Since the end of the second world war, Denmark has portrayed itself as a small kingdom that stood up to the Germans.
But a new generation of historians is shedding light on Denmark's less than glorious past. It seems that Danish politicians, business tycoons and farmers may have prolonged the war by flooding Germany with farm products in order to secure relative peace, harmony and profit at home.
Documents discovered by Joachim Lund, a historian at the University of Copenhagen, reveal that the German leadership was overwhelmed by the eagerness with which the Danes cultivated the relationship. Danish exports amounted to 10-15 per cent of total German food demand, including up to 90 per cent of its fish. "We already knew that the proportion of Danish exports to Germany was significant but the figures have never been analysed. Rather than imposing their own administration and confiscating goods, which is exactly what Germany did in other occupied territories, the method used in Denmark proved to be a much more efficient way of utilising another country's economy," Mr Lund said.
Nazi occupation of Denmark was relatively peaceful, and politicians were strongly inclined towards the politics of cooperation. Britain, her erstwhile primary trading partner, severed trade links in April 1940 and exports were quickly diverted to Germany, in line with Hitler's plans for a new European order. In turn, Germany undertook to supply coal, petrol and fertilisers. The trade guaranteed a profitable income for Danes who dealt with Germany but, by the end of the war, it was Danish taxpayers who had to foot the bill.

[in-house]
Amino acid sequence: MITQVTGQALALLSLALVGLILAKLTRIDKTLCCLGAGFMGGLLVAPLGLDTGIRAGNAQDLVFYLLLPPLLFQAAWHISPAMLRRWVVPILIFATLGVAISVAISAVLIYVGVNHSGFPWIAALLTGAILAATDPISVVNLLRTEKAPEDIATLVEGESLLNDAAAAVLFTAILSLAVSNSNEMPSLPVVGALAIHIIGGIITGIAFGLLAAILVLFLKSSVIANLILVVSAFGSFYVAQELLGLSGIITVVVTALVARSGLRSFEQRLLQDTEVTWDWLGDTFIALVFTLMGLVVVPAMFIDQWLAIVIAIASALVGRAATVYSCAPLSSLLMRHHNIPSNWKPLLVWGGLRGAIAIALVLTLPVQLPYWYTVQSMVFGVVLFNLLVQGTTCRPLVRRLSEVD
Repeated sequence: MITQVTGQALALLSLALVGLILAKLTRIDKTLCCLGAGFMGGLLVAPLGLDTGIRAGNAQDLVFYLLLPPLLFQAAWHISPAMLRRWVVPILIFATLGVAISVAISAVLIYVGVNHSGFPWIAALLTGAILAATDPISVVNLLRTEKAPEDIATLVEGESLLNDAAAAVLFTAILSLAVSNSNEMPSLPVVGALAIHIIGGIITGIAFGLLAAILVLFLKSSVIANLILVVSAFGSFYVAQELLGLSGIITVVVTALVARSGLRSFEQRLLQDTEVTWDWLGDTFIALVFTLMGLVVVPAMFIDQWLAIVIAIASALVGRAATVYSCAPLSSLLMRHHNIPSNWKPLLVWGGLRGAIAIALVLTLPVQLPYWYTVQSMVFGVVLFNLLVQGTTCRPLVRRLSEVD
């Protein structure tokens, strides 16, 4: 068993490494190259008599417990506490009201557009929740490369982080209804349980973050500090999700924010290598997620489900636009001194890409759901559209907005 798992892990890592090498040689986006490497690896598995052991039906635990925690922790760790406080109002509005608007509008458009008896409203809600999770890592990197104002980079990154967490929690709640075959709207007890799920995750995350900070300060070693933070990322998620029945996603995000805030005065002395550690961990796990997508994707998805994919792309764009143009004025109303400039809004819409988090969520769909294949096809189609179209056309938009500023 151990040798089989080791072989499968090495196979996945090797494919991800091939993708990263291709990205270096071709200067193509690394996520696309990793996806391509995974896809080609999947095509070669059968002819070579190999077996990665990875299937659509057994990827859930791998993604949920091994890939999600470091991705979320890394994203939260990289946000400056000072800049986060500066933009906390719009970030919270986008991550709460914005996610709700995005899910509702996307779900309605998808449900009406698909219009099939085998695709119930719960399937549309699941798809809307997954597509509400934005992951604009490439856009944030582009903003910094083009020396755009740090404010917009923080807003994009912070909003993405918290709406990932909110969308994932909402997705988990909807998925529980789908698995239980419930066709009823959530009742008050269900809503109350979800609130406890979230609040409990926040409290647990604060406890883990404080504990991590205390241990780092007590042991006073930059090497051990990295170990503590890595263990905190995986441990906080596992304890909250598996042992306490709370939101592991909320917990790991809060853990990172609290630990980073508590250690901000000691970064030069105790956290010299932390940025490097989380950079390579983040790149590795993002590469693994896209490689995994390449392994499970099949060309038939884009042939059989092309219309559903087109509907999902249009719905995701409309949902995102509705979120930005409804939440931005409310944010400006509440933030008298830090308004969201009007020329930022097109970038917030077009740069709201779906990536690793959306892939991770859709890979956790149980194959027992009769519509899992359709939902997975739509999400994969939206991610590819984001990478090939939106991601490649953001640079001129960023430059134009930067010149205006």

The research suggests that Hitler's war machine benefited greatly from Danish trade.
Surprisingly, the Allies did
little to stop Danish farm products flooding into the Third Reich. Phil Giltner, a historian at the United States Military Academy at West Point, said:
"The British wanted to stop Danish exports, but lacked the means. The Americans were rather indifferent to the issue and didn't give any support to the British effort."